Rising to the challenge of beaming into Africa
After a painful period of uncertainty, retrenchments and restructuring, the SABC is well on the road to becoming a successful national public broadcaster. All the figures are now pointing up, writes CIARAN RYAN.
A REINVIGORATED SA Broadcasting Corporation (SABC) has emerged from its period of transformation ready to stand on its own financial feet in a deregulated broadcasting environment.
The transformation, assisted by international consulting group McKinseys, was a painful process involving large-scale retrenchments, restructuring, an overhaul of the programming line-up and the adoption of sound business principles.
The SABC had little choice but to embrace transformation to survive. Government has made it clear that the corporation must stand on its own feet financially. At the same time it must fulfil its costly public broadcast mandate while readying itself for the new era of competition. The Independent Broadcasting Authority (IBA) is expected to issue a fourth terrestrial TV channel in 1998, with regional TV channels following close behind. All this places its advertising revenue under threat.
The SABC embarked on its transformation in February 1996 with the relaunch of its three terrestrial television channels. There was a public outcry as broadcast footprints were swapped around and viewers struggled to locate their favourite programmes. The old CCV became SABC1, broadcasting in English and Nguni, TV1 became SABC2 (which has the largest footprint) and broadcasts predominantly in Afrikaans and Sotho, and NNTV became SABC3, broadcasting in English. In the confusion, viewership figures registered a noticeable decline and advertisers migrated to M-Net, print and radio. Some viewers, outraged at the apparent relegation of Afrikaans to parity with other official languages, threatened to withhold TV licence payments.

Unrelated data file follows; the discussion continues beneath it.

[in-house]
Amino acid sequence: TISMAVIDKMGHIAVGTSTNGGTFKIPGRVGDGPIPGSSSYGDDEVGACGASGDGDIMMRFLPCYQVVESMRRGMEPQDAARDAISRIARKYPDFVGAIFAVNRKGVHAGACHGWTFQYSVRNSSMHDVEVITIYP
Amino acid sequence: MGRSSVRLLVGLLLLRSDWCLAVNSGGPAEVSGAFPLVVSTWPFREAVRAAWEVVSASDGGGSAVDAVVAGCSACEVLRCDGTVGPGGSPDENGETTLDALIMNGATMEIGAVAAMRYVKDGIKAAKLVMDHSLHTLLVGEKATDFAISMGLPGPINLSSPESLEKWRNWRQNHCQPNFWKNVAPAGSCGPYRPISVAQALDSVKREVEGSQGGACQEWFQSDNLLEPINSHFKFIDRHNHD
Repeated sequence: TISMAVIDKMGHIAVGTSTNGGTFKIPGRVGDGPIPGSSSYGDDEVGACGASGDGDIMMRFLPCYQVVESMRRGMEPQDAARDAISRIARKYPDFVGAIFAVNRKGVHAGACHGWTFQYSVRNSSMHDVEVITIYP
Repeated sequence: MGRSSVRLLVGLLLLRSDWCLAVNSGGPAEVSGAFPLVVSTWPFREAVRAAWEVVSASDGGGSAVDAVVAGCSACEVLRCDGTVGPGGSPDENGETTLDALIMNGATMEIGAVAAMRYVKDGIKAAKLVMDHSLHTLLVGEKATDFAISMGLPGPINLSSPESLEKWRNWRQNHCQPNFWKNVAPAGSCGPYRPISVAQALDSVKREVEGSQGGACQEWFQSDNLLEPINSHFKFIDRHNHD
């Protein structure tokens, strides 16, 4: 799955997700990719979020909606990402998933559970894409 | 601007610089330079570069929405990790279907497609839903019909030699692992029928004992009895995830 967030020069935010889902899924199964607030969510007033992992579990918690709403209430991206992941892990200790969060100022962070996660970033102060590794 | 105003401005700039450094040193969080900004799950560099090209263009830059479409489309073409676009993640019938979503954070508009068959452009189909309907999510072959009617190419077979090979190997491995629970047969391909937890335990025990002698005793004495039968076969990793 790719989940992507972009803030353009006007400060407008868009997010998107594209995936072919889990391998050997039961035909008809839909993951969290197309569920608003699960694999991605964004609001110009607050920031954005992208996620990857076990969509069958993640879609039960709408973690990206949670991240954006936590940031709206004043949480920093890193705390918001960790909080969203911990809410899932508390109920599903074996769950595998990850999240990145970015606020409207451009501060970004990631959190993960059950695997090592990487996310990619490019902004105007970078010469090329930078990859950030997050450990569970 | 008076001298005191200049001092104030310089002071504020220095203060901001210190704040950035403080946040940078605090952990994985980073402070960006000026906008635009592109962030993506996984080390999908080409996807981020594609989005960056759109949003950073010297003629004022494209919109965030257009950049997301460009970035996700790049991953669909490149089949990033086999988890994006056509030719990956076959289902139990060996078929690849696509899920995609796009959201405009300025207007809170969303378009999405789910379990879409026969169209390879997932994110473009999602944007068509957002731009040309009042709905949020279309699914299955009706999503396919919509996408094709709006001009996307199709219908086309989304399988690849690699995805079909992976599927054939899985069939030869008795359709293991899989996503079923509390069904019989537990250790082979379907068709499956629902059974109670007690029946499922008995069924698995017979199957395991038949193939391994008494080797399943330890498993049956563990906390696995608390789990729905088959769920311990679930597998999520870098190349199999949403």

SABC executives concede there were mistakes aplenty in the early stages of transformation. There was little co-ordination between the three channels, with the result that similar programmes would be broadcast on different channels at the same time. Scheduling was disjointed with programmes on each of the three channels often finishing at different times, thereby inhibiting cross-channel marketing possibilities.
Radio underwent a more modest transformation, kicking off with the relaunch of the English service as SAFM to reflect the views, interests, accents and news preferences of a multi-cultural SA. Again, there was an outcry from some listeners who interpreted the revamped programme line-up as a metaphor for broader societal decay. The letters pages of the print media were choked with protest from Radio Today stalwarts defending the purity of the English language.
A lesser known story is that SAFM today operates with half the staff of the old English service and at a substantially lower cost - but delivers what many advertising agencies consider to be the best current affairs and news programming.
Nearly two years after first embarking on transformation, the SABC has a different story to tell. Viewers and advertisers have returned, and its profitability restored after the R60-million loss reported in the last financial year (due to the costs of attempting to deliver services in 11 languages on radio and TV, introducing TV regional broadcasts and radio transmitter splits and giving more airtime to educational programming).